From time to time, equity exchanges have adopted trading models that use different fee structures or attempt to focus on different priorities, such as order size or retail investor participation. These models have been met with mixed success, which raises the question as to whether exchanges have a real opportunity to develop different trading models that preserve pricing transparency and are more attractive to investors.

As is true for all important aspects of our current market structure, the current nature of exchange competition and the self-regulatory model should be fully evaluated in light of the evolving market structure and trading practices. This evaluation should include whether the current exchange regulatory structure continues to meet the needs of investors and public companies. Does it provide sufficient flexibility for exchanges to implement transparent trading models that can effectively compete for investor orders? Does the current approach to self-regulation limit or support exchange trading models?

This evaluation should also assess how trading venues can better balance their commercial incentives and regulatory responsibilities. For example, is there an appropriate balance for exchanges in key areas, such as the maintenance of critical market infrastructure? And are off-exchange venues subject to appropriate regulatory requirements for the types of business they today conduct?

Grounding Market Structure Assessments in Empirical Evidence

The SEC’s 2010 Concept Release asked some of these and other questions about the performance of the post-Regulation NMS market structure generally. It also asked commenters for data to support their responses. Strikingly, little such data was provided.

This is a significant issue. We—and you—are best positioned to assess and develop any proposed changes to market structure, whether they are initiated by us or through competition among participants, if we have meaningful empirical evidence.

Data alone, of course, will not reconcile all of the widely differing and often conflicting views on market structure. But the right data can be used to test hypotheses, identify and eliminate potential problems, and narrow and focus the debate to the real issues. Investors, companies, and markets all demand—and deserve—as much.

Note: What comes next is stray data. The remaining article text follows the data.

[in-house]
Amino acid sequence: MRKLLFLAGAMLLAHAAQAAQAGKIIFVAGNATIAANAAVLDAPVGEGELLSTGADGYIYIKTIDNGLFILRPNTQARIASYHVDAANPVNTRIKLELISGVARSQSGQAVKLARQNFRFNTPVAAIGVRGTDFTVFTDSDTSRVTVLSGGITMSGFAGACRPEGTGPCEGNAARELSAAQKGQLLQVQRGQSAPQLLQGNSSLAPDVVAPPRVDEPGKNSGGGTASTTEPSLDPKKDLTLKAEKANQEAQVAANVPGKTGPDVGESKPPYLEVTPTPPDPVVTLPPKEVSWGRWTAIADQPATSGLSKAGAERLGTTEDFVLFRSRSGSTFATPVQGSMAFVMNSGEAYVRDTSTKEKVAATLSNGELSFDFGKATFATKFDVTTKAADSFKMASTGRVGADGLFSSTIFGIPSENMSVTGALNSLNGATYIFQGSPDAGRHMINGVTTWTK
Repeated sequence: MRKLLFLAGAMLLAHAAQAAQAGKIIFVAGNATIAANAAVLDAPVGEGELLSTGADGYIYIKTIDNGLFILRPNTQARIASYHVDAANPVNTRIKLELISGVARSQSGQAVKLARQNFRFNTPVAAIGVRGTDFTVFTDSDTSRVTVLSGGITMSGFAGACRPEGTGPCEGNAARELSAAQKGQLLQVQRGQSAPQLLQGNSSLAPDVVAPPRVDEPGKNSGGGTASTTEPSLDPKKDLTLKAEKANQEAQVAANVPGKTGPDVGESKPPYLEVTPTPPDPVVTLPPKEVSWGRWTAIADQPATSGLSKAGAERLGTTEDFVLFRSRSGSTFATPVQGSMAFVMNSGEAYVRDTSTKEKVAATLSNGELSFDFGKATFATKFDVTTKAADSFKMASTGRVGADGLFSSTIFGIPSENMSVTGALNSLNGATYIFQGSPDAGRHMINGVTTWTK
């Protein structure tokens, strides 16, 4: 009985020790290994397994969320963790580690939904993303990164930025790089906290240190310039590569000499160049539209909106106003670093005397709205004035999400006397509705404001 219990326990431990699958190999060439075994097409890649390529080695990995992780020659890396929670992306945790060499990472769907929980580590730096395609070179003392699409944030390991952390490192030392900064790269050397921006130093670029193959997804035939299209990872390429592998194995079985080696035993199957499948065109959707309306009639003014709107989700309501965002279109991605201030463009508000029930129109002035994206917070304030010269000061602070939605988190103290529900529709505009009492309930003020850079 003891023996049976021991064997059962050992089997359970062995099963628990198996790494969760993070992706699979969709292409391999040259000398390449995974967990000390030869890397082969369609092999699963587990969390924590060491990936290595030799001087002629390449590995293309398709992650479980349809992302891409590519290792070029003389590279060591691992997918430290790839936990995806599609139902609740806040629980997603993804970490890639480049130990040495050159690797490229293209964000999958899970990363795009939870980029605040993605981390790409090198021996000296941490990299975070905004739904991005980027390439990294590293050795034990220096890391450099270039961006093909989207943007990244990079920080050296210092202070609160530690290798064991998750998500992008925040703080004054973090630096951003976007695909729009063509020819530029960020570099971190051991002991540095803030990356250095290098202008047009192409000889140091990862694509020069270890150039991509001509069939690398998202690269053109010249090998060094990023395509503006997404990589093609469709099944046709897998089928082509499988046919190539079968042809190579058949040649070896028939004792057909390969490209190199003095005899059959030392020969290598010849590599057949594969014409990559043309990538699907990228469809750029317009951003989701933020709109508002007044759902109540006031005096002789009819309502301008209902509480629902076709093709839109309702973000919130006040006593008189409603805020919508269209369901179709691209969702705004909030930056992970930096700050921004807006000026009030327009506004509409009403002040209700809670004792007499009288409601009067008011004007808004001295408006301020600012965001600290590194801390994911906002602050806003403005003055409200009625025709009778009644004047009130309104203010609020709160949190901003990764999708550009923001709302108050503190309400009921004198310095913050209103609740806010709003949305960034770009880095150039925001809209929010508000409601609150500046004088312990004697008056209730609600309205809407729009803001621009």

Developing Better Sources

For our part, we are engaging in a wide-ranging effort to seek out better sources of data to better assess today’s complex markets.

These sources include MIDAS, the market information and data analysis system that the SEC staff began operating in January. The SEC also adopted the Large Trader Reporting Rule, which began last year to more efficiently collect information on most of the trading activity of key market participants, including high‑frequency traders. In addition, the SEC adopted the Consolidated Audit Trail Rule, which, when implemented, should significantly enhance the ability of regulators to monitor the equity markets. In the meantime, SEC staff is using FINRA’s existing audit trail data to analyze equity trading, particularly in the off-exchange markets.

We also are paying close attention to initiatives of foreign regulators who are dealing with market structure issues analogous to ours.

Engaging the Public Debate

Our next immediate step is to start making this empirical information, which we are already using extensively, publicly available to help inform the broader market structure debate. All should have an opportunity to consider the issues with the benefit of the information we have and are using.

So, today, I am pleased to announce a new initiative we are launching that is designed to promote a fuller empirical understanding of the equity markets. SEC staff has prepared and assembled resources and data on the SEC’s web site focusing exclusively on equity market structure. The new web site should be available as early as next week and will serve as a central location for us to publicly share evolving data, research, and analysis.

Part of this initiative will be to disseminate data and related observations drawn from MIDAS that address the nature and quality of displayed liquidity across the full range of U.S.-listed equities –from the life-time of quotes, to the speed of the market, to the nature of order cancellations.

Every day MIDAS collects one billion records, time-stamped to the microsecond. The information comes from the consolidated tapes and the proprietary feeds of each exchange, and includes posted orders and quotes, modifications and cancellations, and trade executions both on- and off-exchange. Typically, only sophisticated market participants have had access to all of this data, and fewer still have had the ability to process it.